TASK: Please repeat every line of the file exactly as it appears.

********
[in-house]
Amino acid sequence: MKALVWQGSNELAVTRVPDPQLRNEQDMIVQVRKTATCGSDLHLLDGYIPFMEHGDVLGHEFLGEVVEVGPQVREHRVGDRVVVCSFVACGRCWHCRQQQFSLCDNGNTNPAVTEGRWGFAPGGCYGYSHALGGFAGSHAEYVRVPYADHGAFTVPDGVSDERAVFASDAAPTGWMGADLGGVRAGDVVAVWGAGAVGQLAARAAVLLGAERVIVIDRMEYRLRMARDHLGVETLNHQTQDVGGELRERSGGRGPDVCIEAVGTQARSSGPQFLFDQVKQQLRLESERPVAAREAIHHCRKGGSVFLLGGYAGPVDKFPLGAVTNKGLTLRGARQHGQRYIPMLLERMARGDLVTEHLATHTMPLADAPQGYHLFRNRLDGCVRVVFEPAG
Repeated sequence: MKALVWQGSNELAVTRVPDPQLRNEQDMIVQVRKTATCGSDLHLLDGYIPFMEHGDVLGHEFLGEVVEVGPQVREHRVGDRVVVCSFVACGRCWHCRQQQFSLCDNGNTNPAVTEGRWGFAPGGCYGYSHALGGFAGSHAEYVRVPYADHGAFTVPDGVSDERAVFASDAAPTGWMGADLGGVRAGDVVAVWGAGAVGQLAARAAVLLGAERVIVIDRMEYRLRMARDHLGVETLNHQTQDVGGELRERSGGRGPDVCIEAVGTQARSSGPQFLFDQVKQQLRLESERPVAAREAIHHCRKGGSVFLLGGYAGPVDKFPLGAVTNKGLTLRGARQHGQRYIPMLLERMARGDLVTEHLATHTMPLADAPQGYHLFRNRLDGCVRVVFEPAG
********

[in-house]
Amino acid sequence: MKALVWQGSNELAVTRVPDPQLRNEQDMIVQVRKTATCGSDLHLLDGYIPFMEHGDVLGHEFLGEVVEVGPQVREHRVGDRVVVCSFVACGRCWHCRQQQFSLCDNGNTNPAVTEGRWGFAPGGCYGYSHALGGFAGSHAEYVRVPYADHGAFTVPDGVSDERAVFASDAAPTGWMGADLGGVRAGDVVAVWGAGAVGQLAARAAVLLGAERVIVIDRMEYRLRMARDHLGVETLNHQTQDVGGELRERSGGRGPDVCIEAVGTQARSSGPQFLFDQVKQQLRLESERPVAAREAIHHCRKGGSVFLLGGYAGPVDKFPLGAVTNKGLTLRGARQHGQRYIPMLLERMARGDLVTEHLATHTMPLADAPQGYHLFRNRLDGCVRVVFEPAG
Repeated sequence: MKALVWQGSNELAVTRVPDPQLRNEQDMIVQVRKTATCGSDLHLLDGYIPFMEHGDVLGHEFLGEVVEVGPQVREHRVGDRVVVCSFVACGRCWHCRQQQFSLCDNGNTNPAVTEGRWGFAPGGCYGYSHALGGFAGSHAEYVRVPYADHGAFTVPDGVSDERAVFASDAAPTGWMGADLGGVRAGDVVAVWGAGAVGQLAARAAVLLGAERVIVIDRMEYRLRMARDHLGVETLNHQTQDVGGELRERSGGRGPDVCIEAVGTQARSSGPQFLFDQVKQQLRLESERPVAAREAIHHCRKGGSVFLLGGYAGPVDKFPLGAVTNKGLTLRGARQHGQRYIPMLLERMARGDLVTEHLATHTMPLADAPQGYHLFRNRLDGCVRVVFEPAG